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Here you can see some of the detail of the wax in the corners and the edges of the detail.

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I love the way this piece came out! It is so much fun to paint with such a bold color! Can’t wait to do it again! Do you think you could do such a bold color in your home? Try it! It might just be the pop of color you need to spice things up in your decorating scheme!

Furniture Makeovers

Aged Gray Buffet

This beautiful buffet started out as a simple piece, but my client wanted it painted a light gray color and more distressed looking. This was my first time using Rustoleum’s chalk paint line. I used the Aged Gray Color.

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This is how this buffet started out. The center panels were made of a molded metal which were gilded.

 

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I sanded the piece thoroughly, even though  the paint claims to adhere to a glossy surface, I never trust that it will. You are much safer giving your piece a good sanding to ensure that their is a “tooth” to your piece. This means that the paint has something to adhere to.
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I used my palm sander to make quick work of sanding this piece. Then I started taping off the areas I didn’t want to get excess paint on.

 

 

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Here are the doors sanded and taped ready to be painted.

 

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This is the paint and the clear sealer I used. I think the paint went on very well, and dried quickly. I didn’t prime first.  I used my Wooster brush and a foam roller to apply the paint.

 

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This was after 2-3 coats of the Aged Gray.  The coverage was great and I lightly sanded between coats to get a really nice buttery feel to the final finish.

 

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Here is the door done with the Aged Gray.

 

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My client wanted a very distressed look to this piece. So I started with my sanding sponge just on the edges and then increased in some spots using my palm sander to give more dimension and texture.
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I made sure to hit the edges very thoroughly

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After sanding the piece, I used Minwax stain in Provincial to give the piece more of an aged feel. I applied it using a rag, and then used a clean rag to take away the excess.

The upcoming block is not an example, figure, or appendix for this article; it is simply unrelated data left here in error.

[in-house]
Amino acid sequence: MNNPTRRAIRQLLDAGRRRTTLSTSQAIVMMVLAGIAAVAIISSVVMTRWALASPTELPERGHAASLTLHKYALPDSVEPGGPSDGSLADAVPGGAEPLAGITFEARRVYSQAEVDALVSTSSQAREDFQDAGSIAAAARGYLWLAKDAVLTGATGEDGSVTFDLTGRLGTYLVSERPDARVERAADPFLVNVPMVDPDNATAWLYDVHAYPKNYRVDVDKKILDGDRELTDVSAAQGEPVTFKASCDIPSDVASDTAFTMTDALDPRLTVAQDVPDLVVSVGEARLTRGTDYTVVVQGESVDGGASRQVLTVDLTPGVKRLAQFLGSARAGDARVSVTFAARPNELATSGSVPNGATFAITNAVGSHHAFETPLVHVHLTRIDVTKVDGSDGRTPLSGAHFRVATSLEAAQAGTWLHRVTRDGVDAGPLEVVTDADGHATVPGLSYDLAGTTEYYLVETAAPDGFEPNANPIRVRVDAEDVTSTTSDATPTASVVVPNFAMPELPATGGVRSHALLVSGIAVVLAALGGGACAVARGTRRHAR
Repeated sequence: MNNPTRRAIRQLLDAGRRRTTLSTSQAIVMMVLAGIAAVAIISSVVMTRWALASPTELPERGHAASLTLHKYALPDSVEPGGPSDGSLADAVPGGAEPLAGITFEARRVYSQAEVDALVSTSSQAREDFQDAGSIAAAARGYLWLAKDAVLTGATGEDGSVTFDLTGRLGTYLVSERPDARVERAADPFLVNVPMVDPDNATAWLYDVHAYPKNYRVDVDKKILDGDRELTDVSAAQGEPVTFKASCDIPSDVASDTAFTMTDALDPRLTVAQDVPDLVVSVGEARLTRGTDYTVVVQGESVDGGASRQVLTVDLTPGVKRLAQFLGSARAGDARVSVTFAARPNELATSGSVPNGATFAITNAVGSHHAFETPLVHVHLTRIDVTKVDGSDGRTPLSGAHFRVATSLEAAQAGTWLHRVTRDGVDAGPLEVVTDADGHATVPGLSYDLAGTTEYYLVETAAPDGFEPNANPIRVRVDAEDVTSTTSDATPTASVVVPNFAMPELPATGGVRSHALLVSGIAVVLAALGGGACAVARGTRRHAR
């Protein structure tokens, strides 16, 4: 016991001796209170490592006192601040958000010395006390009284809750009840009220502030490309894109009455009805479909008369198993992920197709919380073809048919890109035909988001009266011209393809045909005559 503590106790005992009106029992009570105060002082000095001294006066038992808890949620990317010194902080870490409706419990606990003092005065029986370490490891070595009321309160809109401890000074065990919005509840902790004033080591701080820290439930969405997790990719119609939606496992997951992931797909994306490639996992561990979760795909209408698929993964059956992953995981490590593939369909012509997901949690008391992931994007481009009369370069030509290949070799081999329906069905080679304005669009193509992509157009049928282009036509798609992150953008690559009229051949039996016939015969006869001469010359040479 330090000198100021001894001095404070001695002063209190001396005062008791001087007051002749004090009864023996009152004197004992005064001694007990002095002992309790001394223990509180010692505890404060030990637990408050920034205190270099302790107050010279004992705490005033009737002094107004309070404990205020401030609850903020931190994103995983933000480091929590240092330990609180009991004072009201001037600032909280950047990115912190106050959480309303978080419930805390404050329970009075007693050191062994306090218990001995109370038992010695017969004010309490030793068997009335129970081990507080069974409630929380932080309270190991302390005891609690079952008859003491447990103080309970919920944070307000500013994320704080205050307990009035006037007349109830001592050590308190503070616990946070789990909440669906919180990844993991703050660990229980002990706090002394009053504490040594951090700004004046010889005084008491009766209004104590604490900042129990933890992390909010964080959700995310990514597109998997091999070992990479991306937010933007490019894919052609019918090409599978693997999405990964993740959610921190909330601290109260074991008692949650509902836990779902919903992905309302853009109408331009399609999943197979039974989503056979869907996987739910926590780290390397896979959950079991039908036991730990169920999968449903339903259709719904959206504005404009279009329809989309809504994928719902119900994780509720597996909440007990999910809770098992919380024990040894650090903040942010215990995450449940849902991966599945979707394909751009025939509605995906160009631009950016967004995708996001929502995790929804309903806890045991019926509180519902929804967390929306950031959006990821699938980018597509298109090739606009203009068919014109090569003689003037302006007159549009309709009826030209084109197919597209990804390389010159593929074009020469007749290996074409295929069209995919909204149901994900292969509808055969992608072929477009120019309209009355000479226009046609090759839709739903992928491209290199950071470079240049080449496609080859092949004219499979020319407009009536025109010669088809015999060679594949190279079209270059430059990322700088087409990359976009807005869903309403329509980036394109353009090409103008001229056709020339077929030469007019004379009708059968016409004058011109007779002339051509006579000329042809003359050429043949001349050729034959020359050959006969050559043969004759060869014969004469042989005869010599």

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Here is the piece after applying the stain. All I did was use a rag dipped in the stain and then wipe it on. Then I wiped away the excess with a clean rag.

 

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After distressing

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Furniture Makeovers

Farmhouse Secretary

This unusual antique secretary was going to be thrown out before I got my hands on it! Its such a beautiful piece with so much potential, and I thought I would try to sell it as is.  After I got no interest, I decided to paint it! And I’m so glad I did. It was lined with fabric in the back and the bottom doors were missing but I knew it could look awesome!

 

 

The drawer opens to reveal a lovely secretary desk inside. I removed the old, peeling leather.

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I removed the old paisley fabric from the inside back.

 

I made my own chalk paint by mixing Valspar’s Tabby Cat Gray and plaster of paris with a  little water. I used Stonington Gray by Benjamin Moore homemade chalk paint as well  for the inside back and shelves, desk area and the lower cabinet.

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I heavily distressed the inside back and the outside as well to give it a time worn farmhouse feel.

 

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Finally I waxed the entire piece with Johnson’s Paste Wax and buffed to a sheen.

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Dressers · Furniture Makeovers

Onyx Tall Dresser

This fabulous dresser was generously given to me by one of the teachers at my son’s school.  It was her aunt’s and she had hated to part with it but had no room in her house for it.  I had a previous client who was in the market for a dresser for her bedroom and when I saw this piece, I knew that it would work beautifully in her home.

My client loved the dresser and wanted me to paint it a black distressed finish. It was in pretty good shape except for some poorly repaired wood putty in some areas, which I easily fixed sanding and or removing the old wood putty adding new wood filler in some areas and then sanding and priming.